A friend recently retuned his guitar to something exotic and was disappointed: he reworked his 3 standard songs into the new tuning, found where all the new chord shapes would be and set to playing - but he wasn't too impressed. Well no, he wouldn't be. The beauty of a different tuning is the way it lets you wander into whole new areas of music and harmony. Simply fitting what you know into the new arrangement of things negates the whole point (although I rather admire his skill in having been able to do so). Think outside the box. Relax, have fun, and see what your fingers come up with. I can guarantee a pleasant surprise.

Open D & Open E
Open D is popular amongst slide guitarists - the retuned strings form a D chord when played open, hence the name, and barring the strings at different frest up the neck gives further chords, all of which makes using a slide and fingers to create some great music much easier. Several Rolling Stones song were recorded in this tuning, along with classic numbers by the likes of Elmore James.

Gene Strummer gives a good introduction to the tuning in his Open D lesson, whilst the great Richie Havens (who was the opening act at Woodstock) has an intriguing article outlining his unique thumb-style of playing in Open D online here.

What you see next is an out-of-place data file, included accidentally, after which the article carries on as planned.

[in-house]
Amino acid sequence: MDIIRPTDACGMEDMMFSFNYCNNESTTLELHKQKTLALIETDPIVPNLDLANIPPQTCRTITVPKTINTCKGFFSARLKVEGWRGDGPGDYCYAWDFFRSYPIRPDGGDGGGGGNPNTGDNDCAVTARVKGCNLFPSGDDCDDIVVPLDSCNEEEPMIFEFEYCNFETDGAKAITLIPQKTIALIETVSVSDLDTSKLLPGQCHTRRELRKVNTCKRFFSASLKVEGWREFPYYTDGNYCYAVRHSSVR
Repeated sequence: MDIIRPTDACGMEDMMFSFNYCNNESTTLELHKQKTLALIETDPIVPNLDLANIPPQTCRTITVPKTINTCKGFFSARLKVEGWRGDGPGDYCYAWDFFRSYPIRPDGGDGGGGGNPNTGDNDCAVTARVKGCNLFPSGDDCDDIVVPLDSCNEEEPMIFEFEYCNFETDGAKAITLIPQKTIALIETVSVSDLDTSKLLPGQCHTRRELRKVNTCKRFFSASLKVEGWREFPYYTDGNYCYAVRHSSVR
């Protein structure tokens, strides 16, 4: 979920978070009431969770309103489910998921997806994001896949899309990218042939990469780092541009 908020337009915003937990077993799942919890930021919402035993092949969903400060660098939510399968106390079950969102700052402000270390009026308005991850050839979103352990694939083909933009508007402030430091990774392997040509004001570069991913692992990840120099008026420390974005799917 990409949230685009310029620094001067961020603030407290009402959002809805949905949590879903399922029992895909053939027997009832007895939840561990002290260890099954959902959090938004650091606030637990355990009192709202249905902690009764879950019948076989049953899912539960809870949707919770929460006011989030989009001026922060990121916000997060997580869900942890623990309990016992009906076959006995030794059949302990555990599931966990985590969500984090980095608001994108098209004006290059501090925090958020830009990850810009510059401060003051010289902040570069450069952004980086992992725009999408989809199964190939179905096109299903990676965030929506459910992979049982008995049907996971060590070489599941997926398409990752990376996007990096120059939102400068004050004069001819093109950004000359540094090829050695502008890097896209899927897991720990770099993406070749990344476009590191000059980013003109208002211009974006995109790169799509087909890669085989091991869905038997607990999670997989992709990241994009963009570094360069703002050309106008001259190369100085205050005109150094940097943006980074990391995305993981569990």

Open D sounds great for fingerstyle playing too, with a rich and shimmering tone. And if you want the bright tones of open E without putting stress on your guitar neck, just add a capo at the second fret! The relevant notes are DADF#AD, which you'll notice is only one note away from DADGAD.

DADGAD is one of the most popular of the alternate tunings for guitar, and is the one that brought me back to guitar playing - I loved the sound of it so much I was inspired all over again! Many players use it for Celtic fingerstyle, but it adapts well to the blues and other types of music. A great intro to DADGAD comes from Gene Strummer - follow his guide and get playing straightaway.

Once you feel more familiar with DADGAD be sure and try this lovely, easy to play version of Silent Night by Eltjo Haselhoff.

I found out about this tuning from Guitarist magazine where they called it poetic tuning - its utterly lovely but I can't find any resources about it on the net. I keep my cittern guitar tuned permanently this way and urge everyone to try it. I plan to devote a whole section to this tuning, including some suggestions of chord shapes and combinations that sound pretty good and a few songs. Don't wait for me to finish my work though, give it a whirl and just listen to those open strings ringing out. Only one string is tuned higher than normal, the low E string, If you are unhappy about this, leave it at E and just don't play that string, the rest of the tuning still sounds good without it.